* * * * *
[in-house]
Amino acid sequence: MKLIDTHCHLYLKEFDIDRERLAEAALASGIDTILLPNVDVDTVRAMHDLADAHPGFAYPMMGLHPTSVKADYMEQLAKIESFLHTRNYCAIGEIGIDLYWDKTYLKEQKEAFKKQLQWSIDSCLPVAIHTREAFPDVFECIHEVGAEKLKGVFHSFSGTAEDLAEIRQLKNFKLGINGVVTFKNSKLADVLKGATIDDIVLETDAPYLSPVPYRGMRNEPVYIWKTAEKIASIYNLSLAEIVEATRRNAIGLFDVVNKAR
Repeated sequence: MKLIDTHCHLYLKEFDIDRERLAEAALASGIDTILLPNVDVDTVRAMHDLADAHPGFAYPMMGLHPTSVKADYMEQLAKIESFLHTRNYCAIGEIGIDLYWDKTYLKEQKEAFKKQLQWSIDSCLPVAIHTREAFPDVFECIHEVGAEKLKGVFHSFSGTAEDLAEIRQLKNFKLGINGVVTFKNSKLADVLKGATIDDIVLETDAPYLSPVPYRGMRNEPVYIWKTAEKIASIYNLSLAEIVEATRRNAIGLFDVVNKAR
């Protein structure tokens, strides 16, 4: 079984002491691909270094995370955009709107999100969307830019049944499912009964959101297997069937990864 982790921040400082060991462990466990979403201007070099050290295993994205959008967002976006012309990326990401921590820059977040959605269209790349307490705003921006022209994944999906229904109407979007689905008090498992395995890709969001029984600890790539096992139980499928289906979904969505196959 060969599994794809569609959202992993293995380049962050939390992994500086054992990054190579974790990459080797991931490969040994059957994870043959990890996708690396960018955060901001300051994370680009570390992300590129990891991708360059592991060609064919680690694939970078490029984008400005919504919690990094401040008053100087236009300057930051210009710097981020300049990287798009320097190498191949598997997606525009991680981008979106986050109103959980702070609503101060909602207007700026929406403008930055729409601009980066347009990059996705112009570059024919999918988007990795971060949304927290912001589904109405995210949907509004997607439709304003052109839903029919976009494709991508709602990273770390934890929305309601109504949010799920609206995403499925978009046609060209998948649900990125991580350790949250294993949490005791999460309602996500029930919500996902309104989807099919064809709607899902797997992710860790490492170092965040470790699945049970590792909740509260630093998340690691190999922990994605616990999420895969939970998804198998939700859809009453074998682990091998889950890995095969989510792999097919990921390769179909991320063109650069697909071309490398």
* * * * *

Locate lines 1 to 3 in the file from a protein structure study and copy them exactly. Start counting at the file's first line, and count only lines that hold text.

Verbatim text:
[in-house]
Amino acid sequence: MKLIDTHCHLYLKEFDIDRERLAEAALASGIDTILLPNVDVDTVRAMHDLADAHPGFAYPMMGLHPTSVKADYMEQLAKIESFLHTRNYCAIGEIGIDLYWDKTYLKEQKEAFKKQLQWSIDSCLPVAIHTREAFPDVFECIHEVGAEKLKGVFHSFSGTAEDLAEIRQLKNFKLGINGVVTFKNSKLADVLKGATIDDIVLETDAPYLSPVPYRGMRNEPVYIWKTAEKIASIYNLSLAEIVEATRRNAIGLFDVVNKAR
Repeated sequence: MKLIDTHCHLYLKEFDIDRERLAEAALASGIDTILLPNVDVDTVRAMHDLADAHPGFAYPMMGLHPTSVKADYMEQLAKIESFLHTRNYCAIGEIGIDLYWDKTYLKEQKEAFKKQLQWSIDSCLPVAIHTREAFPDVFECIHEVGAEKLKGVFHSFSGTAEDLAEIRQLKNFKLGINGVVTFKNSKLADVLKGATIDDIVLETDAPYLSPVPYRGMRNEPVYIWKTAEKIASIYNLSLAEIVEATRRNAIGLFDVVNKAR